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Llandilo Rural District Council. Mr. J. Richards, the Chairman, presided I over the monthly meeting of this body, which I was held on Saturday. WATER PIPES EXTENSION. I The Engineer reported "he had prepared a plan of the proposed second line of pipes from the junction at Glynhir to Blaenau Road junction. He prepared a similar plan in 1913. The estimated cost then was 13,000. It would now be double. The matter was referred to the Water Committee. AMMANFORD URBAN EXTENSION. I Mr. D. Thomas, Surveyor to the Amman. I ford Urban Council, submitted a plan of the proposed boundary extension. The new boundary line has been fixed tentatively. The Councils whose interests are affected are Llandilo Rural D'strict Council, in respect of Llandebie Parish and Lower Bettws; Llan- elly Council, in respect of a part of Llanedy; jjprL 4he->ontardaw« Council, in respect of part of Garnswllt. Mr. David Davies said that the end of it would be that they would include all the collieries at Llandebie. Mr. J. Bevan said that one Ammanford gentleman had said that a small extension would not be sufficient to appreciably lower the rates. The intention at Ammanford was to extend as far as they could where it was to their advantage and this Council's dis- advantage. Resolutions had been passed at Penybank and Saron that they should resist to the utmost the inclusion of that part of Llandebie in the scheme. In reply to questions, the Surveyor said it was proposed to take the whole of Lower Bettws. Mr. Bevan said Ammanford was taking a mean advantage. It was evident that what they proposed doing was to take away the industrial portions, from which the greatest benefit was to be derived. If they (Llan- debie) were going to lose such a portion of their property, all public work would stop at once. It was their duty to oppose such a scheme, and he moved accordingly so far as it affected this Council. Mr. W. Williams seconded. Mr. D. Glyn Jenkins seconded, because it affected a portion of Bettws. Exactly the same thing happened in connection with the formation of the Cwmamman urban area. They took away the industrial part of the parish—the most valuable—and left the agri- cultural part to itself. The motion was carried. INCREASE OF SALARIES. I On the recommendation of the Roads Com- mittee, the salary of Mr. Myrddin Griffiths, Surveyor, was advanced by £ 40. A recommendation that the two other Sur- veyors should receive war bonuses according to the recommendation of the Local Govern- ment Board was adjourned so that it might be considered at the next meeting. A similar course was adopted in respect to an application from Dr. W. A. T. Lloyd, Medical Officer of Health, who said he had received no increase since his appointment in f905. THE HOUSING SCHEME. The following resolution was moved by Mr. W .Williams re the housing scheme:— That, in the opinion of this Council, the Government should become entirely respon- sible for all financial deficiencies in the work- ing of the scheme, and that provision be made in. the scheme for occupiers to purchase houses, under the scheme on terms similar to those of the SmaH Dwellings Acquisition Act." Mr. Williams said that since the last meeting of the Council they had taken the Housing Scheme into careful consideration in the parish of Llandebie. It was first of all put before that Parish Council, and as a result a series of public meetings were held throughout the parish. At all these meetings resolution swere passed almost unanimously objecting to the scheme. In one case at Llandebie they decided to adjourn the meet- ing, but he believed the feeling of the meet- ing there was rather against it. The great objection to the scheme was that the Govern- ment made itself responsible for only 75 per cent. of the deficiency in the working of the scheme. The ratepayers .didn't think they should be saddled with the other 25 per cent., especially the section who had gone to the expense of building houses of their own. They had nothing to guide them as to how much this 25 per cent. would come to. If they knew it would not exceed a few pence in the i, the objection would not be so strong. Another objection was as to the re-valuation after seven years. It was pos- sible that the deficiency would be put on the Local Authorities. The strongest objection of all was that there was no provision whereby the occupiers could become owners. They felt that the Government should, like Provi- dence, help those who helped themselves. The ideal and natural was that every man should be lord of his own castle. Another objection was that houses belonging to public badies would attract the most undesirable class of tenants-those who roamed from one place to another—and the lack of responsi- bility by such tenants for the damage or destruction of property. They would not look after them properly. The most objec- tionable feature in thickly populated localities was that where they lived under such schemes the tendency was to draw there the thriftless an most unsettled portion of the people. One of the benefits of the scheme should be- which it did not-to afford security of tenure. There ought to be some limit to the responsibility of Local Authorities in the deficiency, and there should be provisions whereby they might become owners. He was convinced that in the making of thrifty, con- tented citizens the strongest factor was the ownership of their own houses. Feeling that he could become the owner of his dwelling, a careless man often became thrifty. Nothing was so valuable in uplifting a man as to be the owner of a house, with, if possible, a little land attached. A very large number i i lived in their own houses ,n the industrial parts of West Waks, which, on the admis- sion of the Local Government Inspector, was different in this respect to other industrial centres; and if the demand for ownership existed as it did in West Wales, it was only natural that they should expect the Govern- ment to make provisions to suit such districts. If thqy had the assistance of other Councils, he felt that they would succeed in getting these provisions included in the scheme. There was one redeeming feature in the scheme. It gave power to acquire land. The absence of such power in the past had been one of the greatest obstacles to building in the4 localities. The best thing that could possibly happen would be to get leasehold enfranchisement. He held that there would be no scarcity of houses in this country if I people had power to borrow money for the purpose at a moderate rate of* interest. He suggested improving the Small Dwellings Acquisition Act, and extending the period of repayment from 30 to 60 years. The 75 per cent. pjgvided under the scheme to meet deficits should be allotted by the Government for that purpose until something of the sort he had indicated was provided. They had a clear mandate from Llandebie Parish to have nothing to do with the scheme. Mr. Gomer Harries seconded. He said there was a cryiag need for houses in Quarter- bach, where 80 per cent. owned- their own houses. They had at present no foundation on which to build houses, and he thought the motion of Mr. Williams should be sent to the Local Government Board. Mr. J. Bevan supported, and endorsed what Mr. Williams had said. The motion was carried. LLANDILO-LAMPETER LIGHT RAIL- WAY. Mr. John Jones brought under consideration the proposed Light Railway from Llandilo to Lampeter, and gave the history of past efforts for its construction. He hoped they would do all they could to get what they could from the Government for its construction, and moved that pressure be brought on the Govern- ment in the matter, and directing their atten- tion to the great need that existed for such mode of transport. Mr. David Thomas seconded, and the motion was carried.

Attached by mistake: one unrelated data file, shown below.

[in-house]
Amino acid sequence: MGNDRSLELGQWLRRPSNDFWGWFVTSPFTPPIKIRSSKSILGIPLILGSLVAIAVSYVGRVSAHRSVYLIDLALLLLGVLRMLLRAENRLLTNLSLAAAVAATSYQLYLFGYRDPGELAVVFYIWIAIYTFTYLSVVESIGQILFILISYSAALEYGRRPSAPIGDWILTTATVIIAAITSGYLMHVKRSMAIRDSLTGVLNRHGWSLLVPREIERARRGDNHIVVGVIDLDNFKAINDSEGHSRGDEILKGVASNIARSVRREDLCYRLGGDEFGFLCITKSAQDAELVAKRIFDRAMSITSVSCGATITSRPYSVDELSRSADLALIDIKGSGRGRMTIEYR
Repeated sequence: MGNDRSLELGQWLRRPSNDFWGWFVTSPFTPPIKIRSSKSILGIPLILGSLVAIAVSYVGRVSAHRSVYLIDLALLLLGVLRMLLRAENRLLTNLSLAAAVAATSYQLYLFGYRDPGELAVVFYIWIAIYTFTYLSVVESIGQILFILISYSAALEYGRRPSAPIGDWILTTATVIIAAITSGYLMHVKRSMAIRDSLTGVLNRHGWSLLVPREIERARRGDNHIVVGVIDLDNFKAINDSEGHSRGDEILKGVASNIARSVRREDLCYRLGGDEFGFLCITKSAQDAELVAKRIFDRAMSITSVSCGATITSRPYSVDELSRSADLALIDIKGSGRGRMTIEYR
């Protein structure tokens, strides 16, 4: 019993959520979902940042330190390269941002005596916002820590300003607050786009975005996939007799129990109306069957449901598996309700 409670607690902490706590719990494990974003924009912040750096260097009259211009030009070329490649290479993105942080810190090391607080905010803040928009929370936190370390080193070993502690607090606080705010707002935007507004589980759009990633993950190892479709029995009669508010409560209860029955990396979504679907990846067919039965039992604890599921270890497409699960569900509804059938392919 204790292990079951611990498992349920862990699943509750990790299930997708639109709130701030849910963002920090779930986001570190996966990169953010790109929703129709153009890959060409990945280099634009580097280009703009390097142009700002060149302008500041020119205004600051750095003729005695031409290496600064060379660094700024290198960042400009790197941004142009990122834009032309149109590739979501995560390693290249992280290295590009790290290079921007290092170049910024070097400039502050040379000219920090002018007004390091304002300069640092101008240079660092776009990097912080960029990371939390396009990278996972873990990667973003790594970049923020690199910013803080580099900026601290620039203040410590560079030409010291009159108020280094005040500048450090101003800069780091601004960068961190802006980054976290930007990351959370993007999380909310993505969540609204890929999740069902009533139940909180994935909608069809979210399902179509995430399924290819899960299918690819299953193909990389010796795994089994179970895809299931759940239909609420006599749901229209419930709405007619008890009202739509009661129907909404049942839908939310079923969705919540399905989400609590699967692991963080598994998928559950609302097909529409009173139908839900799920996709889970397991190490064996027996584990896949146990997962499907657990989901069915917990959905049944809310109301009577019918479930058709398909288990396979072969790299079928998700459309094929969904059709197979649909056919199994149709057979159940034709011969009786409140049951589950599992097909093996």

Brynamman Presentation. I

BRYNAIlON MINISTER HONOURED.I